And now for the Garden Scene—a veritable bouquet of melodies, flowers that never fade ! The first aria is, indeed, called the "Flower Song," but only because Siebel sings to the flowers he has brought for Marguerite. Siebel is the contralto rôle, and therefore always taken by a woman. It is a very short part, but as two of the sweetest songs in the opera belong to Siebel, great artists are glad to take the character. The short prelude by the orchestra before the " Flower Song " is as artistic as any other part. It seems to smooth the brow and quiet the mind, and coax the hearer into just the right mood "to be lulled by sounds of sweetest melody." Siebel's song is indeed "sweetest melody "—so much so that a poor singer can hardly spoil it. That gentle and caressing theme captures the heart every time.

After Siebel has gone, there enter Faust and Mephistopheles (who gains admission everywhere). The latter is in high spirits, and Faust is in love. They look upon the garden with different emotions. Faust rhapsodizes and is lost in romance; but Mephisto's more practical vision perceives the flowers which Siebel has left at Marguerite's door. He goes off at once to procure a present that shall outshine these. During his absence Faust sings the " Salve Dimore." These are the first words of the song, which mean " Hail ! dwelling pure and simple; " but this composition is always given its Italian name. It is interesting to note the names by which celebrated arias are known. Some are designated by the subject, as the "Jewel Song," "Flower Song." Then, again, some are known by the rhythm, as the "Waltz Song " from " Romeo and Juliet," or the "Polacca from ` Mignon.' " Then, there are others whose names only indicate the number of voices, as the " Sextet from `Lucia,' " the " Quartet from ` Rigoletto ' ; " while many are spoken of by their Italian names. The " Salve Dimore" belongs to this class, and, like the " Jewel Song," is so celebrated that many people who have not heard the music are still familiar with the name. The tenor who does not receive abundant applause after this aria may feel that he has lost his best chance in the opera.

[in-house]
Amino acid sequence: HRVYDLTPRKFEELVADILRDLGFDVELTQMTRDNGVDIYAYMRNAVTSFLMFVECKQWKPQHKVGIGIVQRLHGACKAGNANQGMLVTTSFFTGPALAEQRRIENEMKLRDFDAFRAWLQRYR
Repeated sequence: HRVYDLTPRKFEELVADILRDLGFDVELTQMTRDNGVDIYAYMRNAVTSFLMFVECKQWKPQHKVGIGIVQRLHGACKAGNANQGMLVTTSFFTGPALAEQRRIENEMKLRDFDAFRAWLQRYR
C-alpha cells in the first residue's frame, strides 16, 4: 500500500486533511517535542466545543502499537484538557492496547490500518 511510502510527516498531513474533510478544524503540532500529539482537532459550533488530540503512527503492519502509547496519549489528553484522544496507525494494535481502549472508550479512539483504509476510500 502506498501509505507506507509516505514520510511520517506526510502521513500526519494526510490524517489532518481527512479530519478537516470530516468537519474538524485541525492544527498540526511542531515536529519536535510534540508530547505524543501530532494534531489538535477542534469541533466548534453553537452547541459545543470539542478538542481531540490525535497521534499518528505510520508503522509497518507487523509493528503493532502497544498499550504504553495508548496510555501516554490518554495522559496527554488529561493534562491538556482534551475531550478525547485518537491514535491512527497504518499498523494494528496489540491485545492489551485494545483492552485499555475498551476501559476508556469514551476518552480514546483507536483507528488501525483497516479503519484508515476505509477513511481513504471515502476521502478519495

After the solo Mephisto reenters with a jewel-casket under his arm. He places this where Marguerite will surely find it, and then the two retire. Now is an expectant moment, for the soprano holds the stage alone for some time, and has in this scene her finest solos. She comes in through the garden gate and walks very slowly, for she is thinking about the handsome stranger who spoke to her in the street. She tries, however, to forget the occurrence, and resolutely sits down to her spinning. As she spins she sings a ballad called " The King of Thule." It is a sad little song, with strange minor intervals that make one feel "teary 'round the heart." Marguerite interrupts her ballad to soliloquize again, in pretty recitative tones, about that " fine stranger," but she soon recalls herself and resumes the song. At last she gives up trying to spin, and starts for the house; whereupon she sees Siebel's flowers, which are admired, but dropped in amazement when her eyes rest upon the jewel-box. After some misgivings she opens it and discovers jewels so beautiful that from sheer joy and delight she starts to trilling like a bird. This trill is the opening of the great aria, which seems to thus poise for a moment and then fly away in the ascending scale which commences the brilliant theme. The " Jewel Song " is as difficult as it is beautiful, and the artist who renders it well deserves unstinted praise.